National anthem protester and former NFL quarterback Colin Kaepernick has received a schooling from Sen. Ted Cruz (R-Texas), after the activist used the words of abolitionist Frederick Douglass out of context.
What are the details?
On Independence Day, Kaepernick tweeted out an excerpt from Douglass' speech, "What to the Slave is the Fourth of July?" along with a video showing historic images of slaves interspersed with modern clips of police using force.
The quote read, "What have I, or those I represent, to do with your national independence? This Fourth of July is yours, not mine...There is not a nation on earth guilty of practices more shocking and bloody than are the people of these United States at this very hour."
Cruz responded to Kaepernick's message by saying, "You quote a mighty and historic speech by the great abolitionist Frederick Douglass, but, without context, many modern readers will misunderstand."
The senator went on to explain, "This speech was given in 1852, before the Civil War, when the abomination of slavery still existed. Thanks to Douglass and so many other heroes, we ended that grotesque evil and have made enormous strides to protecting the civil rights of everybody.
"Douglass was not anti-American, he was, rightly, and passionately, anti-slavery," Cruz continued. "He concluded the speech as follows:
Allow me to say, in conclusion, notwithstanding the dark picture I have this day presented, of the state of the nation, I do not despair of this country. There are forces in operation, which must inevitably, work the downfall of slavery. 'The arm of the Lord is not shortened,' and the doom of slavery is certain.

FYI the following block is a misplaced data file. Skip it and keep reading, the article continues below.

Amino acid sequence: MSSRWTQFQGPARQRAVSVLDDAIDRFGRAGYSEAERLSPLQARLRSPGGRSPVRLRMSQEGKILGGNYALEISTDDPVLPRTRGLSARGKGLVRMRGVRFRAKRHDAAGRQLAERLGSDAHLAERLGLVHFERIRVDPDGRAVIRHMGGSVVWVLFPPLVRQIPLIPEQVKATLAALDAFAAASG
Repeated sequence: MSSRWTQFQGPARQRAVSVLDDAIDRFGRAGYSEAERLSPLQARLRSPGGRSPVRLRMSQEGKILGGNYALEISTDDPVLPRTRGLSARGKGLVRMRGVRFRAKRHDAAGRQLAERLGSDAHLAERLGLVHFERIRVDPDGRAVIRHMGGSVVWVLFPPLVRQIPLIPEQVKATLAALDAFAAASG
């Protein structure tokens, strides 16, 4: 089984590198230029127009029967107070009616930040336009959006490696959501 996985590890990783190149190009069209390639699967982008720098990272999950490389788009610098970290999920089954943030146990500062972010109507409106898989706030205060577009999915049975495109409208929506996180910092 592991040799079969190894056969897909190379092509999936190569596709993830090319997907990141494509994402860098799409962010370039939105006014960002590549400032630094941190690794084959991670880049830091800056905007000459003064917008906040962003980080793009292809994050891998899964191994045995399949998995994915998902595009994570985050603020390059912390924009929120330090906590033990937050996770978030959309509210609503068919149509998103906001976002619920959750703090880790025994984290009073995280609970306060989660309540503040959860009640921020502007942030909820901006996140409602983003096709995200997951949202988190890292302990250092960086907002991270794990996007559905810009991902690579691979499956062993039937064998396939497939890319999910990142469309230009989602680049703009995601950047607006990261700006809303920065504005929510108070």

I, therefore, leave off where I began, with hope. While drawing encouragement from 'the Declaration of Independence,' the great principles it contains, and the genius of American Institutions, my spirit is also cheered by the obvious tendencies of the age.
Sen. Cruz finished his thread by sending a link to the full text of the Douglass speech, encouraging "everyone, READ THE ENTIRE SPEECH; it is powerful, inspirational, and historically important in bending the arc of history towards justice."
Cruz wasn't the only one to take notice of Kaepernick's cherry-picking.
National Review editor Charles C.W. Cooke also reacted to the former quarterback's tweet by posting additional quotes from the Douglass speech before asking Kaepernick, "Are you afflicted by some ugly malady that prevents you from finishing reading a document? Or did you just want to provide an impression wholly unsupported by the evidence?"